A year ago we sat watching parades, fireworks displays and a concert in the park. The stock market was in roughly the same spot it is today, however, our lives are far from that “normal” we enjoyed a year ago. The most recent jobless claims numbers now show over 35 million people out of work and an economy that is contracting at a pace not seen since the Depression. Amongst all the bad news, there are glimmers of hope in various states opening their economies and a turn higher in many bits of economic data. While America honors those who have sacrificed their lives for our freedom, it also looks forward to better days ahead as we grapple with the containment of the virus. The holiday-shortened week will still have plenty of economic data points to assess the state of the economy. However, the financial markets, it is said, are forward-looking. Investors are banking on a “V” recovery once states open their doors wider and people get comfortable with the “new” normal. There will be plenty of people keeping an eye on the beaches and subsequent reports of changes in infection rates to determine the actual “letter” of recovery. The good news is that summer is here and hopes are high for easier living.
After May’s mid-month swoon, stocks recovered those losses and more by the close on Friday. Granted, much of the gains came right at the open last Monday, as the SP500 jumped nearly 3% in the first 30 minutes of trading. From there, the markets traded sideways much of the week. Last week was one of the first in a while that showed some participation from the broader markets. The smaller the stock, the better the performance. Technology and healthcare took a back seat to energy and industrials. International and commodities also performed better than the SP500. All that said, only one-third of the stocks within the SP500 are trading above their long-term average prices. It has been a slow grind higher over the past month as stocks, in general, begin discounting a recovery rather than the economic contraction we are experiencing. If more stocks can continue to best the popular index, we can see the recovery continuing well into the summer.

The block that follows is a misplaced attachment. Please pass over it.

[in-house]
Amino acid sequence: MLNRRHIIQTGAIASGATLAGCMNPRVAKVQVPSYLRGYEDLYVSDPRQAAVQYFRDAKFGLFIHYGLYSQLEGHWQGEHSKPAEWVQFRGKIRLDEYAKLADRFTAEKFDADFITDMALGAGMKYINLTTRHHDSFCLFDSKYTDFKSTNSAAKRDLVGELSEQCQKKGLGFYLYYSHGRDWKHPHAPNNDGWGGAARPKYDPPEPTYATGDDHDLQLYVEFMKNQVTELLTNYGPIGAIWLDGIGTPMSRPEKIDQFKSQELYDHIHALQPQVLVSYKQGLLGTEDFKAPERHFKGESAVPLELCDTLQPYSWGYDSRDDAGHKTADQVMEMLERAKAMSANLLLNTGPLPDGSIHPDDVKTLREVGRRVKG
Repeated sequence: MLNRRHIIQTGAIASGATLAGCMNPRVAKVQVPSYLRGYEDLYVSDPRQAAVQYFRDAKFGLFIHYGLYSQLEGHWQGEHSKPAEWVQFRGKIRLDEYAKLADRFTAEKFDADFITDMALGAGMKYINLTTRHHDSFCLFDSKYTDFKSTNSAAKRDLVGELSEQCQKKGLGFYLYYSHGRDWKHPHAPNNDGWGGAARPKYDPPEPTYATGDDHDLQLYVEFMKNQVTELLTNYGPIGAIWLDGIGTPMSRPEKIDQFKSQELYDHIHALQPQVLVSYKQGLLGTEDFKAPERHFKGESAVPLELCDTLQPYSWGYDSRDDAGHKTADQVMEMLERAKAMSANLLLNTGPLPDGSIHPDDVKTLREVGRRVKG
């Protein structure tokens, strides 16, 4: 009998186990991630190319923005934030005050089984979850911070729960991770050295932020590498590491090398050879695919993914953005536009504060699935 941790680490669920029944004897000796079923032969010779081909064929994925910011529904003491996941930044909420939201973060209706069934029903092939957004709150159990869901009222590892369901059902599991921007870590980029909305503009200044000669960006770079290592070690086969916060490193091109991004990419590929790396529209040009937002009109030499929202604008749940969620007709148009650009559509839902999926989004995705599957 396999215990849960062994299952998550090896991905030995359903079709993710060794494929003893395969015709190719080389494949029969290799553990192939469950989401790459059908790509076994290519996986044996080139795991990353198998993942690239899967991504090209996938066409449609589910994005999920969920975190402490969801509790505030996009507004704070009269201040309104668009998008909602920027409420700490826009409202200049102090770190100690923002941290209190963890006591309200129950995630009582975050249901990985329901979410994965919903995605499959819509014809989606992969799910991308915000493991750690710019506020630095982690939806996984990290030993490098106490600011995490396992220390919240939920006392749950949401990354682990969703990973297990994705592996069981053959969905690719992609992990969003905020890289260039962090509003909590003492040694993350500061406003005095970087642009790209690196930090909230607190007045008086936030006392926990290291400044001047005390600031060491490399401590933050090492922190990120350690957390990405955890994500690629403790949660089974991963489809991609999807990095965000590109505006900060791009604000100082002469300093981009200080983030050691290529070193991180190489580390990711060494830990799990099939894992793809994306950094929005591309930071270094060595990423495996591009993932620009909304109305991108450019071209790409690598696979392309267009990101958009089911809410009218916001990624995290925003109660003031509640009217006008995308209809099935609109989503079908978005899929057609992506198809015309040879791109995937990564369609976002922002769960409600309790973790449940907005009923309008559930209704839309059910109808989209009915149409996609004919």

The fear of central bankers around the world is not rising prices, which they can handle, but falling prices, for which they have no tools to deal with in their toolkit. Deflation, or the general decline in prices across the economy, is a risk at this point with consumer and business spending slowed dramatically. The important issue for the Fed, and investors, is whether that price decline is temporary (disinflation) or a more permanent feature (deflation). If consumers believe that by waiting, they can get lower prices in the future, no amount of money or interest rate cuts will “create” the need to spend. As a result, we think the Fed is likely to keep interest rates at the zero level for quite some time. At least until we begin to see persistent pricing/inflationary pressures.
Thanks in large part to the performance of Amazon and Home Depot, the consumer cyclical sector has joined technology and healthcare above their long-term average prices. Looking at various asset classes, only the bonds can make that claim. The SP500 is between the long and short-term average price, and once it hurdles the long-term, many believe the next stop will be all-time highs from February. As has been the case for quite some time, the largest US stocks are the ones leading the markets. It is concentrated in the FAANG names (Facebook, Amazon, Apple, Netflix, Google, and Microsoft for good measure). All of them are higher on the year and have skewed overall market returns as well as earnings for the SP500. Without those names in the index, the markets would be closer to the 16% decline of the equal weight index year-to-date rather than the 7.50% for the SP500.
The markets are following the money coming from the Fed and the government. As long as interest rates remain near zero and the Fed is supportive of the financial markets, investors will feel comfortable taking the risks of investing. Whenever the Fed decides it is time to “normalize” rates, the financial markets will be throwing their usual hissy fit. But that time remains a long way off.
The opinions expressed in the Investment Newsletter are those of the author and are based upon information that is believed to be accurate and reliable but are opinions and do not constitute a guarantee of present or future financial market conditions.